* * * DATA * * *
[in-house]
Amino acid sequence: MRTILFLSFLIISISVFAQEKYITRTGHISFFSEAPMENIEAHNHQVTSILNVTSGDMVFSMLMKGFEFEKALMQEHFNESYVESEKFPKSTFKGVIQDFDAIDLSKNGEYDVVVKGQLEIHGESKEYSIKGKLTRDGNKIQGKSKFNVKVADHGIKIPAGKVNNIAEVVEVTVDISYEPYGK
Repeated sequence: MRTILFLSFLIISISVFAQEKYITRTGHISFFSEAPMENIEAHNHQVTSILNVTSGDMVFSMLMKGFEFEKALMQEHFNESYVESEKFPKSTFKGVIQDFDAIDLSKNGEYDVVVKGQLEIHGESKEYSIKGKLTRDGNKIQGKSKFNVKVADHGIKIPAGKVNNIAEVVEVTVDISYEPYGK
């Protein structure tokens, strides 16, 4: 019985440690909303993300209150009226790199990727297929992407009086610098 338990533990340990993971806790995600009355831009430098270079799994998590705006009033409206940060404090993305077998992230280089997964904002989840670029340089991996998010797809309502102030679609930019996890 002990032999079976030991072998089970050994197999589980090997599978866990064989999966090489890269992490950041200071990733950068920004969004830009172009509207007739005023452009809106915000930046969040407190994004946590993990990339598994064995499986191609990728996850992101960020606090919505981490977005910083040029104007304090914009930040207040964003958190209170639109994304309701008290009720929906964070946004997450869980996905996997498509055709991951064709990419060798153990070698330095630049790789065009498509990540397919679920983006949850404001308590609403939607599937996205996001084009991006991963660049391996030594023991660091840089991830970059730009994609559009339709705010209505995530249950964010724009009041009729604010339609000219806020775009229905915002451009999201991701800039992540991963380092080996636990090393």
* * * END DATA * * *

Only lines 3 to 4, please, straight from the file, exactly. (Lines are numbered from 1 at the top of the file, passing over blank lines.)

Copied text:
Repeated sequence: MRTILFLSFLIISISVFAQEKYITRTGHISFFSEAPMENIEAHNHQVTSILNVTSGDMVFSMLMKGFEFEKALMQEHFNESYVESEKFPKSTFKGVIQDFDAIDLSKNGEYDVVVKGQLEIHGESKEYSIKGKLTRDGNKIQGKSKFNVKVADHGIKIPAGKVNNIAEVVEVTVDISYEPYGK
């Protein structure tokens, strides 16, 4: 019985440690909303993300209150009226790199990727297929992407009086610098 338990533990340990993971806790995600009355831009430098270079799994998590705006009033409206940060404090993305077998992230280089997964904002989840670029340089991996998010797809309502102030679609930019996890 002990032999079976030991072998089970050994197999589980090997599978866990064989999966090489890269992490950041200071990733950068920004969004830009172009509207007739005023452009809106915000930046969040407190994004946590993990990339598994064995499986191609990728996850992101960020606090919505981490977005910083040029104007304090914009930040207040964003958190209170639109994304309701008290009720929906964070946004997450869980996905996997498509055709991951064709990419060798153990070698330095630049790789065009498509990540397919679920983006949850404001308590609403939607599937996205996001084009991006991963660049391996030594023991660091840089991830970059730009994609559009339709705010209505995530249950964010724009009041009729604010339609000219806020775009229905915002451009999201991701800039992540991963380092080996636990090393």